# Finding the coefficient of $x^2$ in an expansion

I was given this question as a practise assignment and I am unsure of my answer.

The coefficient of $$x^2$$ in the expansion of $$(x+\frac{1}{ax})^8$$ is 7. Find the possible value of $$a$$.

I did $$(x+\frac{1}{ax})^8$$ = $$(x (1+\frac{1}{ax^2}))^8$$

Given my answer, does that mean that $$a=7$$?

Edit: Thank you for everyone's help! I think I understand it a little bit now. I will have to review this question again and practise more.

• You are expected to use the binomial expansion. Mar 16, 2021 at 22:30
• No. What is the expression for the coefficient of $x^2$ in the expansion? Mar 16, 2021 at 22:38
• If you want to split the problem like that $(x+\frac{1}{ax})^8 = (x(1+\frac{1}{ax^2}))^8$, you have to remember that you're looking for the coefficient of $x^2$, $x^8 \cdot (1+\frac{1}{a^2})^8$ here you'll use coefficient of $\frac{1}{x^6}$, which is just as difficult as expanding it all, so use binomial Mar 16, 2021 at 23:15

hint

$$(x+\frac{1}{ax})^2=x^2+\frac{1}{a^2x^2}+\frac{2}{a}$$

So, you just need to find the coefficient of $$X$$ in the expansion

$$(X+\frac{1}{a^2X}+\frac{2}{a})^4$$

• So if $a^2 =7$, $a=\sqrt{7}$? Mar 16, 2021 at 22:37

Two options:

1. With the binomial theorem: the expansion of $$(a+b)^n$$ is $$(a+b)^n = \binom{n}{0}a^nb^0 + \binom{n}{1}a^{n-1}b^1 + \binom{n}{2}a^{n-2}b^2+\cdots + \binom{n}{n-1}a^1b^{n-1} + \binom{n}{n}a^0b^n.$$ Set $$a=x$$, $$b=\frac{1}{ax}$$, $$n=8$$, and figure out which of the terms is the $$x^2$$ term. This will give you an expression involving $$a$$, which you can then solve for $$a$$.

2. With derivatives. Rewrite the binomial as $$\left(x + \frac{1}{ax}\right) = \frac{1}{x}\left(x^2 + \frac{1}{a}\right).$$ Therefore, $$\left(x + \frac{1}{ax}\right)^8 = \frac{1}{x^8}\left(x^2+\frac{1}{a}\right)^8.$$ The coefficient of $$x^2$$ will be the coefficient of $$x^{10}$$ in $$(x^2+\frac{1}{a})^{8}$$.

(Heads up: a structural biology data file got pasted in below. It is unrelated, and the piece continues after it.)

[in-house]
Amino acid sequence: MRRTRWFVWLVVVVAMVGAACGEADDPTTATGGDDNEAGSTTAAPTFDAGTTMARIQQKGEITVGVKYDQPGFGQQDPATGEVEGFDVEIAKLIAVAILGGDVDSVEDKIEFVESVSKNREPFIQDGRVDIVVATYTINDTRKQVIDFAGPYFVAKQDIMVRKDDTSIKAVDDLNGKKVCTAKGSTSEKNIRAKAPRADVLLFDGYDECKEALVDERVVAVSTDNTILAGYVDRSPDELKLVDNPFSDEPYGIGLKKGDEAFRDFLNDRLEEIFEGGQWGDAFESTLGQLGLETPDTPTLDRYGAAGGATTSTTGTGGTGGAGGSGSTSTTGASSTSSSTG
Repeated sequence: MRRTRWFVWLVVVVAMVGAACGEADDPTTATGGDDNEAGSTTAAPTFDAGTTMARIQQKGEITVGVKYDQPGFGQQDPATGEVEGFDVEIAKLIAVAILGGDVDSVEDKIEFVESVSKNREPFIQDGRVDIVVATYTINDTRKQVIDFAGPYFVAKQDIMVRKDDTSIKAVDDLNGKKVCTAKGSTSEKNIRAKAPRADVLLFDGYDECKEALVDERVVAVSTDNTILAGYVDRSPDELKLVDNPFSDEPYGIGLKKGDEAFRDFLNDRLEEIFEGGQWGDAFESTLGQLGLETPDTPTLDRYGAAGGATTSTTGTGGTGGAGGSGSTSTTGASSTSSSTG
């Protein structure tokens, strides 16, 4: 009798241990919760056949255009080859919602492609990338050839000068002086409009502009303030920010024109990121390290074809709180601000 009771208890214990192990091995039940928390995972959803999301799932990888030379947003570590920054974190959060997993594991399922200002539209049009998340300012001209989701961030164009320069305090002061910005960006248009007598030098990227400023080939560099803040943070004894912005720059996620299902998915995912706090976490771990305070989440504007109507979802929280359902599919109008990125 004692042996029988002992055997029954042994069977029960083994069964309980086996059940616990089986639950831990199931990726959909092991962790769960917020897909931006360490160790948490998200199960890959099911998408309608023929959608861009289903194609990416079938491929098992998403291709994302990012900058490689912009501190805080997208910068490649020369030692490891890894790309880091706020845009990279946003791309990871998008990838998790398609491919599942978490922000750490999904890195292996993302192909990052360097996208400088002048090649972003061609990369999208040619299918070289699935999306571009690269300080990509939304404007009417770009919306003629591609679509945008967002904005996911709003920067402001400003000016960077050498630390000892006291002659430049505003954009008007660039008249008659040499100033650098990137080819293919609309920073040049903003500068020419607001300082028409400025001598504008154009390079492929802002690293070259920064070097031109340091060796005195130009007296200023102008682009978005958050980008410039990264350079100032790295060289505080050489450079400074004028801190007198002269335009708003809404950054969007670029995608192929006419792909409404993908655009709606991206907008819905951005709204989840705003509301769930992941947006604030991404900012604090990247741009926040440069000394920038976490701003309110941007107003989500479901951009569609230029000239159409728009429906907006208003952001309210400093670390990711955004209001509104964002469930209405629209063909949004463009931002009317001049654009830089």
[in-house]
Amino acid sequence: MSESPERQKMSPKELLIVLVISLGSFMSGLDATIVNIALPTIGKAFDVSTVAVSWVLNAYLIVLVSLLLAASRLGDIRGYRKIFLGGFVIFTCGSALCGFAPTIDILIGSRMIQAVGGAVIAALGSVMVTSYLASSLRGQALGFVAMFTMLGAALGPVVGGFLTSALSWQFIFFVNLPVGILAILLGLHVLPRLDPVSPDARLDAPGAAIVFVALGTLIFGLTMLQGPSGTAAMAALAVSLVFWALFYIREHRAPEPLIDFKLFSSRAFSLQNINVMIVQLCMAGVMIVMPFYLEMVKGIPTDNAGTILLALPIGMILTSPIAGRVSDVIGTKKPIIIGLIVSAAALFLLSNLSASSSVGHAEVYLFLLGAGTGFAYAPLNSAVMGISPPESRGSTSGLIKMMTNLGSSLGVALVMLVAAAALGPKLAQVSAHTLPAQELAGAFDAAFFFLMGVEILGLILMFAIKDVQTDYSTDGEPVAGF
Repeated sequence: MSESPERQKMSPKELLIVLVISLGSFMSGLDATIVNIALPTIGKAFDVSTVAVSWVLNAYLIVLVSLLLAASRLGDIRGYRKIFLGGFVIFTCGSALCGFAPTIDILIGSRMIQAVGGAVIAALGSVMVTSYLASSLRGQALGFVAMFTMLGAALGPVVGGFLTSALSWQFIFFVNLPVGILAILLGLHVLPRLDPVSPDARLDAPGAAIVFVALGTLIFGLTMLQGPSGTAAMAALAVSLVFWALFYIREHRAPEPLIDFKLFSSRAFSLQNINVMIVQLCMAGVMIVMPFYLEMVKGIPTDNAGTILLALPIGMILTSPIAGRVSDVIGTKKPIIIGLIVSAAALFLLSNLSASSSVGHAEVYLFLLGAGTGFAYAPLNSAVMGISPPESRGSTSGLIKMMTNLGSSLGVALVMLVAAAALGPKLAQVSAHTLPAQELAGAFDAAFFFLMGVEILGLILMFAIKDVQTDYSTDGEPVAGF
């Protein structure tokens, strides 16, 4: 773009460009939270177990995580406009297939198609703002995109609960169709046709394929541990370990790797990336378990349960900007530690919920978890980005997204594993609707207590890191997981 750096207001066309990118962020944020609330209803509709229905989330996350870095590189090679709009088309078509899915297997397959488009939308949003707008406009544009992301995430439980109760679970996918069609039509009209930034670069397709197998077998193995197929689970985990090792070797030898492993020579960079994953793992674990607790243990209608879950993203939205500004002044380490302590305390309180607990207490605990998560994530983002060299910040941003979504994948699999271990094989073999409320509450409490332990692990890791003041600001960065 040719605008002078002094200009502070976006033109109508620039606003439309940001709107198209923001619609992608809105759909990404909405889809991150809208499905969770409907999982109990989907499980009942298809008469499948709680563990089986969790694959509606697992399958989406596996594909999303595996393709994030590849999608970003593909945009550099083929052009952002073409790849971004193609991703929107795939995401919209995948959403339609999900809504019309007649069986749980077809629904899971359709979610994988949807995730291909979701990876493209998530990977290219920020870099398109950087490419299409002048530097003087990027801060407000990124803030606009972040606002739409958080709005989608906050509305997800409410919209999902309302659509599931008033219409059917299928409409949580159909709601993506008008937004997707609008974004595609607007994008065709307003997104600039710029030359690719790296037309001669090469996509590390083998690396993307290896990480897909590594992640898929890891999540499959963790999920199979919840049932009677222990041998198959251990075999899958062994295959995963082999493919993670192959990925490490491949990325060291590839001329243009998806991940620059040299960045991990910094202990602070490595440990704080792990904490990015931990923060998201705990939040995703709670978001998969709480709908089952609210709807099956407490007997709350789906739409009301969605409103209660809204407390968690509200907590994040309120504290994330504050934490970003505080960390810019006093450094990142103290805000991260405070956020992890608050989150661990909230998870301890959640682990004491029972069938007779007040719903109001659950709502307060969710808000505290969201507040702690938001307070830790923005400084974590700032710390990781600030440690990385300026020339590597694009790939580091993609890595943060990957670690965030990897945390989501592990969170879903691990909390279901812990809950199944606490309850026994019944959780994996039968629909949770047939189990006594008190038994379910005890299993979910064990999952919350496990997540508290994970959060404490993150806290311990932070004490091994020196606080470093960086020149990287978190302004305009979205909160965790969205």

This can be found using derivatives: if $$p(x)$$ is a polynomial, then the constant term of $$p^{(k)}(x)$$ is $$k!$$ times the coefficient of $$x^k$$ in $$p(x)$$. So $$p^{(k)}(0)$$ will give you $$k!$$ times the coefficient of $$x^k$$ in $$p(x)$$. Replace $$x^2$$ with $$y$$, and look for the coefficient of $$y^5$$ in the expansion of $$(y+\frac{1}{a})^8$$ to find the coefficient of $$x^{10}$$ in the original, and from there you can get the one for $$x^2$$ in the original expression. This will give you an expression involving $$a$$, which you can then solve for $$a$$.

• Using the formula in option 2, the coefficient of $x^{10}$ is $\frac{56}{a^3}$ so $\frac{56}{a^3} = 7$ and $a=2$? Mar 16, 2021 at 23:15
• @MissRose: It’s not my job to grade your homework; I told you two different ways to approach it, it is now up to you. Mar 17, 2021 at 0:03

Write the expression as $${1 \over a^8 x^8} (1+a x^2)^8$$ and find the coefficient of $$x^{10}$$ in $$(1+a x^2)^8$$.

Use the binomial theorem to compute the coefficient of $$x^{10}$$ in $$(1+a x^2)^8$$. Hint: It is the 5th coefficient.

Call this expression $$E$$ (it will be a formula involving $$a$$ and some numbers). Then the coefficient of $$x^{2}$$ in the original expression is $${1 \over a^8}E$$.

Then solve the expression $${1 \over a^8}E = 7$$ for $$a$$. (You will need to replace $$E$$ by the expression you computed first before solving.)

• I have no idea where you are getting that from. Mar 16, 2021 at 22:45
• Using your formula $(1+ax^2)^8$, the coeffient of the $x^{10}$ is $56a^5x^{10}$ so $56a^5=7$ and $a=\sqrt[5]{\frac {1}{8}}$? Mar 16, 2021 at 23:09
• Close, you have to find the coefficient of $x$ in the original formula. So the expression is ${56 \over a^3} = 7$. Mar 16, 2021 at 23:14

You want to solve

$${8 \choose k}x^{8-k}\left(\frac{1}{ax^2}\right)^k=7x^2$$

This can be expressed in the form

$${8 \choose k}\cdot\frac{1}{a^k}x^{8-3k}=7x^2$$

Solving $$8-3k=2$$ gives $$k=2$$. Solving $$\displaystyle{8\choose2}\cdot\dfrac{1}{a^2}=7x^2$$ gives $$a^2=4$$.

However, $$-2$$ turns out to be extraneous, so $$2$$ is the only solution.

• @copper.hat You are correct, I will amend my answer. Mar 16, 2021 at 23:19